Dating of the dead sea scrolls

01 May

Others are substantial and complete, the longest scroll being eight metres long.

They were written over a period of around 200 years, and were evidently placed in the caves to hide them from the advancing Roman army at the time of the First Jewish Revolt, and hence no later than 68AD.

Over three-quarters of the scrolls are written in Hebrew. One story is that a young Bedu called Mohammed, nicknamed edh-Dhib, found the first scrolls in a cave in 1947 while searching for a goat.

Dr John Trever, an early researcher, found several Mohammed edh-Dhibs all claiming to be that very man. Over the next ten years the site was thoroughly investigated.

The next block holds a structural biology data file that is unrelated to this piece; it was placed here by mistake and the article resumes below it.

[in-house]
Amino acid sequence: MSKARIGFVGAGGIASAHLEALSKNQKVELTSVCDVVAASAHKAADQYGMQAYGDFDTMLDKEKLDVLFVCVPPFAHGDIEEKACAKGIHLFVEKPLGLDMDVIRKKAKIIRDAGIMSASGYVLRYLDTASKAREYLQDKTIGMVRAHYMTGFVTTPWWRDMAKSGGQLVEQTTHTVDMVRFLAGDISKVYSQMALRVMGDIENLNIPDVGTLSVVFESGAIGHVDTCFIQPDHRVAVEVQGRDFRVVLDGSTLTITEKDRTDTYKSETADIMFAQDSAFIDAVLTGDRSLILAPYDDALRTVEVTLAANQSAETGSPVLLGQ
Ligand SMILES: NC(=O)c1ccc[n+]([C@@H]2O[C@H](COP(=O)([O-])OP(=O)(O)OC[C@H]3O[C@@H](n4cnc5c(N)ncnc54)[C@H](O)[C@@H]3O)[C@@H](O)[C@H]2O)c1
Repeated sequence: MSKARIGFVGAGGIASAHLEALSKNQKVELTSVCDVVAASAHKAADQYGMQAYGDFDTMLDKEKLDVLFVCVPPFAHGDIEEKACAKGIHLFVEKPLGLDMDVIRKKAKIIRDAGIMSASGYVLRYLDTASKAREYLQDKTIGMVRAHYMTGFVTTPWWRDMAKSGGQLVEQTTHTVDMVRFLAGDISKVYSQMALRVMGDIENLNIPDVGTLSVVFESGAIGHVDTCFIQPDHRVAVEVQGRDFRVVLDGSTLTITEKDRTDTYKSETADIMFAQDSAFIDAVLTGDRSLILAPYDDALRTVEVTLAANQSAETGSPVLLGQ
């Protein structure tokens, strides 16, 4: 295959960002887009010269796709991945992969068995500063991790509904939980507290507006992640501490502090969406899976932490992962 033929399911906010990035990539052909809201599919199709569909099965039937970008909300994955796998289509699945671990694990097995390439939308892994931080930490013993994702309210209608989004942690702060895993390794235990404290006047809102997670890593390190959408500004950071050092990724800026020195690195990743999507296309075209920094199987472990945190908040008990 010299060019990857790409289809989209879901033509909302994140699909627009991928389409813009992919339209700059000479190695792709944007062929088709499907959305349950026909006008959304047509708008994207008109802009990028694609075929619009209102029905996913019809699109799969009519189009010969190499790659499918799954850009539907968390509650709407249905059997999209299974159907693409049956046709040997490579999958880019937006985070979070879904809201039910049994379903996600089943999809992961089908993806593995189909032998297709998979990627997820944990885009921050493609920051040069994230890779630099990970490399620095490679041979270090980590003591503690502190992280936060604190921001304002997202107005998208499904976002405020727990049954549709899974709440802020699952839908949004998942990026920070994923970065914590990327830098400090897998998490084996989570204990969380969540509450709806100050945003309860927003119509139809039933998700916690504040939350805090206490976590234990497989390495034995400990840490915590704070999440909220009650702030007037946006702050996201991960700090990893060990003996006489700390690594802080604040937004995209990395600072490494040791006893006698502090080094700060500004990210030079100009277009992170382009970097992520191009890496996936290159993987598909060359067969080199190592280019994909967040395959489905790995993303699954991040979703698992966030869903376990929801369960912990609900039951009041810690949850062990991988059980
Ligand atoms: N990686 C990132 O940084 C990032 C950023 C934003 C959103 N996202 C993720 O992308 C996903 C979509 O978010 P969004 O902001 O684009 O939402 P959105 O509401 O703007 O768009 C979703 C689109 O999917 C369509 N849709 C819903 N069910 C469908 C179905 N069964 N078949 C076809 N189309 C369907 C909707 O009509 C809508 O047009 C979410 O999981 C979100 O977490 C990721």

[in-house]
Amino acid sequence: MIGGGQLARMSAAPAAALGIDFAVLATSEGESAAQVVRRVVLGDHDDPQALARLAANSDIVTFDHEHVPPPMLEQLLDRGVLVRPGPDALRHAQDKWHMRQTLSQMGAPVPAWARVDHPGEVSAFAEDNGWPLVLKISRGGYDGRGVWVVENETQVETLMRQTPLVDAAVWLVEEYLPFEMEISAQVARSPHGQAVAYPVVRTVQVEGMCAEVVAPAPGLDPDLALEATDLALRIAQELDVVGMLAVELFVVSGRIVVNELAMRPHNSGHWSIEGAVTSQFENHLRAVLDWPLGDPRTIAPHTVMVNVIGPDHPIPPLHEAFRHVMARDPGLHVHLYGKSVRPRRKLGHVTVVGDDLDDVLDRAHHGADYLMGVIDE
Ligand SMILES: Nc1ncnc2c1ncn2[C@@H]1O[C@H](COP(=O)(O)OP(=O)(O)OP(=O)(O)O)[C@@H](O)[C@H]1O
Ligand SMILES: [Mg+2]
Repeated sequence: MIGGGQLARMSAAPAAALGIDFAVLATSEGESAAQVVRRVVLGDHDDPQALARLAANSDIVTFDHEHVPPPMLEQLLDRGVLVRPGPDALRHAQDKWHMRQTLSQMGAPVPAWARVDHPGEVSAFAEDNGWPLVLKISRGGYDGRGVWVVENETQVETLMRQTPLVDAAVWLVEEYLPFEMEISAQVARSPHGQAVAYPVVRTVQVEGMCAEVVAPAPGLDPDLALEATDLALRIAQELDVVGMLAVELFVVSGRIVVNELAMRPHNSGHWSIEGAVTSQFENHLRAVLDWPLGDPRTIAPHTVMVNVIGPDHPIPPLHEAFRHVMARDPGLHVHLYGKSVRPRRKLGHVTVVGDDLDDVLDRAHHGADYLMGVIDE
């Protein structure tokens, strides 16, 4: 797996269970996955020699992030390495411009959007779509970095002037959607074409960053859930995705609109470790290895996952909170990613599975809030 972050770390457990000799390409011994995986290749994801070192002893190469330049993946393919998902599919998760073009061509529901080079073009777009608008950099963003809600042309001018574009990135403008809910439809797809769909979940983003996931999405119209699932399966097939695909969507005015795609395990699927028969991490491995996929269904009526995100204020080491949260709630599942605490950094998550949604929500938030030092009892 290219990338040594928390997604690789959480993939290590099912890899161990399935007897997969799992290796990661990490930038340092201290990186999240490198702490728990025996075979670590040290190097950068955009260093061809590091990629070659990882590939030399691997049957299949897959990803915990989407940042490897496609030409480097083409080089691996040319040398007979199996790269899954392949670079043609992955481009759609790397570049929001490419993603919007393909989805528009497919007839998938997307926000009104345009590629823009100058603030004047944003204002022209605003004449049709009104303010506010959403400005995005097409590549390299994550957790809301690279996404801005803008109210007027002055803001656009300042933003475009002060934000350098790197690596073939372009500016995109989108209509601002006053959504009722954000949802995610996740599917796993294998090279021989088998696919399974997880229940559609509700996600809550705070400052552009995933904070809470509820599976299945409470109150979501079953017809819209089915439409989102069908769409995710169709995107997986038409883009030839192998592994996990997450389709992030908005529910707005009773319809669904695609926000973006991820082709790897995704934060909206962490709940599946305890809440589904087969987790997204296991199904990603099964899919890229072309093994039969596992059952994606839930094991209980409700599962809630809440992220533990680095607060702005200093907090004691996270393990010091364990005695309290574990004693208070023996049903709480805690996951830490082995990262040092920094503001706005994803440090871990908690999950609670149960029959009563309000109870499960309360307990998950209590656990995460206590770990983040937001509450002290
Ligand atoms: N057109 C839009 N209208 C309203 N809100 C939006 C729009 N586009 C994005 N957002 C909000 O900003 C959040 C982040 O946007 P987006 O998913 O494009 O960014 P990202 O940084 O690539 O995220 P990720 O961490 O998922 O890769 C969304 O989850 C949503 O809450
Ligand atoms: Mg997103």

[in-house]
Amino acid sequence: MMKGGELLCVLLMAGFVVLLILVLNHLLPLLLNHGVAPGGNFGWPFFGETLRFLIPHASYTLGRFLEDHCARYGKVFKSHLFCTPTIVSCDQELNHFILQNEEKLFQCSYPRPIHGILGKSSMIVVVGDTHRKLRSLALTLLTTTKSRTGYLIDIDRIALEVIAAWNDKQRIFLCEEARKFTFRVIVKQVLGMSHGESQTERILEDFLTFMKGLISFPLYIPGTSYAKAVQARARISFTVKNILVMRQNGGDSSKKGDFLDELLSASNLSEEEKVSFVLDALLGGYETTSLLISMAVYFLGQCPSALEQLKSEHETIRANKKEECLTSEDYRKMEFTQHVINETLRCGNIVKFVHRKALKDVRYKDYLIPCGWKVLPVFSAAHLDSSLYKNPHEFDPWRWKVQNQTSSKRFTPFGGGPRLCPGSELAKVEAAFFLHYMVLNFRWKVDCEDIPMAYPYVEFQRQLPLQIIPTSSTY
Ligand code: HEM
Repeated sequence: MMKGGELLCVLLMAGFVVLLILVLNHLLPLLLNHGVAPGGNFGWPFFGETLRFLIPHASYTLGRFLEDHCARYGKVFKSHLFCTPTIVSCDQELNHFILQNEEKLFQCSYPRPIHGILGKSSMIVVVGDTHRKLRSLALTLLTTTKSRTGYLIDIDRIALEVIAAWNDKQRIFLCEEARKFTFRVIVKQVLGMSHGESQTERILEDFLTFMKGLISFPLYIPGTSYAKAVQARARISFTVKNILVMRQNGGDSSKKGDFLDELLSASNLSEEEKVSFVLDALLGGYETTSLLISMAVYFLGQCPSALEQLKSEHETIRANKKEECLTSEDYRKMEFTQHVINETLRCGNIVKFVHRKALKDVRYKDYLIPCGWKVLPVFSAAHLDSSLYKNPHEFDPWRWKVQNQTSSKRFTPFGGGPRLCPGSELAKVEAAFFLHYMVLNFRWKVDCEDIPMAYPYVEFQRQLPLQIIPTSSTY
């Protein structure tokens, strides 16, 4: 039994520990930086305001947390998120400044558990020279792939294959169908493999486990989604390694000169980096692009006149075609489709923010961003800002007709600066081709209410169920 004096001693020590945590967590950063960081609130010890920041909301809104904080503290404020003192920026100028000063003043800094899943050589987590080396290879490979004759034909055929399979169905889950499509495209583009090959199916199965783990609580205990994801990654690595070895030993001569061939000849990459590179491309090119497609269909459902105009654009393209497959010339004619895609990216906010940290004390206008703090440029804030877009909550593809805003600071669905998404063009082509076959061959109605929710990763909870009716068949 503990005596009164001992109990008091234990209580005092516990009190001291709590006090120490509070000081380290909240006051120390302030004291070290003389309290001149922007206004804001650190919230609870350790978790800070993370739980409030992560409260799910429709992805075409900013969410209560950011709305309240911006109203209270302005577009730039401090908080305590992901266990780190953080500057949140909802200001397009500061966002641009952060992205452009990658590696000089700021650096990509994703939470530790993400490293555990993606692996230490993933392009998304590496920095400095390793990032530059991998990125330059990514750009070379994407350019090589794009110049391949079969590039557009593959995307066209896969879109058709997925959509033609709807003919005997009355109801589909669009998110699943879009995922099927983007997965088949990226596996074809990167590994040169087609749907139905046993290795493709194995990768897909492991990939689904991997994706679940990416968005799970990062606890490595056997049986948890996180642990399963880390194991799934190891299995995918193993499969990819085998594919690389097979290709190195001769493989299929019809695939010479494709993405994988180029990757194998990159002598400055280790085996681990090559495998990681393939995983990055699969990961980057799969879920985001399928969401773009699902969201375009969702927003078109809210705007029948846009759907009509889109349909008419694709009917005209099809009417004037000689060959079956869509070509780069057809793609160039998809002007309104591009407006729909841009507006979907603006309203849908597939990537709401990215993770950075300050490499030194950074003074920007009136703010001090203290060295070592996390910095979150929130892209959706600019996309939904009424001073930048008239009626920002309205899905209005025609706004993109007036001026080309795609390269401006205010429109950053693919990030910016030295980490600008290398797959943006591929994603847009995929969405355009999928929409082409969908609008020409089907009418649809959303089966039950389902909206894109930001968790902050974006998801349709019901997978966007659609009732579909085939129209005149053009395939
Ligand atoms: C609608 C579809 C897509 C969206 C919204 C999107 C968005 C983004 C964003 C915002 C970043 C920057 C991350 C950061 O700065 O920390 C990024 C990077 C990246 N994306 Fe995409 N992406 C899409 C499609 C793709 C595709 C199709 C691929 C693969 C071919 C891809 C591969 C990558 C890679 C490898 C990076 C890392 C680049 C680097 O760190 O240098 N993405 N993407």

About one in six of the scrolls have not yet been identified.

Carbon dating puts the earliest of them at about 150BC.

They may have been written out by the scribes of an ancient community living at Qumran, near the caves where they were found.

The most common books found are Psalms and Deuteronomy.

A further quarter are religious texts not part of a standard Bible, such as the book of Enoch or the book of Jubilees.